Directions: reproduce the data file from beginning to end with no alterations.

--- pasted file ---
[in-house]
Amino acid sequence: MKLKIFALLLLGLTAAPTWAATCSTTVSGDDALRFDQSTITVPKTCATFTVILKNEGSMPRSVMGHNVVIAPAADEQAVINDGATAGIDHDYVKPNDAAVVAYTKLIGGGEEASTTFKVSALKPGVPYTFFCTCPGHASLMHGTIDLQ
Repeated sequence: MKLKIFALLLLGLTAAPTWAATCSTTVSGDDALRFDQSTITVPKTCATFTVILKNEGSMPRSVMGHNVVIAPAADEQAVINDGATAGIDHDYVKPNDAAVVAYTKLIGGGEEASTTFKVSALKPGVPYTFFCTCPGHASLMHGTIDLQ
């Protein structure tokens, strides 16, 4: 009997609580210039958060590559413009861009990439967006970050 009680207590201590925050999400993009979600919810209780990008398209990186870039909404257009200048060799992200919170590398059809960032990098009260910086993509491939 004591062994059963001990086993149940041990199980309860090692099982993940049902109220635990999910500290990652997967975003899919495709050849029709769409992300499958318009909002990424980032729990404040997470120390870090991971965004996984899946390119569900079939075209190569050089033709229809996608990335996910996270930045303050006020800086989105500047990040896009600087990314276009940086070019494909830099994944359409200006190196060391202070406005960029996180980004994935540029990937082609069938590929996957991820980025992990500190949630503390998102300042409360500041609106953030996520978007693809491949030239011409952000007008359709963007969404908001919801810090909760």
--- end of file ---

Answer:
[in-house]
Amino acid sequence: MKLKIFALLLLGLTAAPTWAATCSTTVSGDDALRFDQSTITVPKTCATFTVILKNEGSMPRSVMGHNVVIAPAADEQAVINDGATAGIDHDYVKPNDAAVVAYTKLIGGGEEASTTFKVSALKPGVPYTFFCTCPGHASLMHGTIDLQ
Repeated sequence: MKLKIFALLLLGLTAAPTWAATCSTTVSGDDALRFDQSTITVPKTCATFTVILKNEGSMPRSVMGHNVVIAPAADEQAVINDGATAGIDHDYVKPNDAAVVAYTKLIGGGEEASTTFKVSALKPGVPYTFFCTCPGHASLMHGTIDLQ
């Protein structure tokens, strides 16, 4: 009997609580210039958060590559413009861009990439967006970050 009680207590201590925050999400993009979600919810209780990008398209990186870039909404257009200048060799992200919170590398059809960032990098009260910086993509491939 004591062994059963001990086993149940041990199980309860090692099982993940049902109220635990999910500290990652997967975003899919495709050849029709769409992300499958318009909002990424980032729990404040997470120390870090991971965004996984899946390119569900079939075209190569050089033709229809996608990335996910996270930045303050006020800086989105500047990040896009600087990314276009940086070019494909830099994944359409200006190196060391202070406005960029996180980004994935540029990937082609069938590929996957991820980025992990500190949630503390998102300042409360500041609106953030996520978007693809491949030239011409952000007008359709963007969404908001919801810090909760």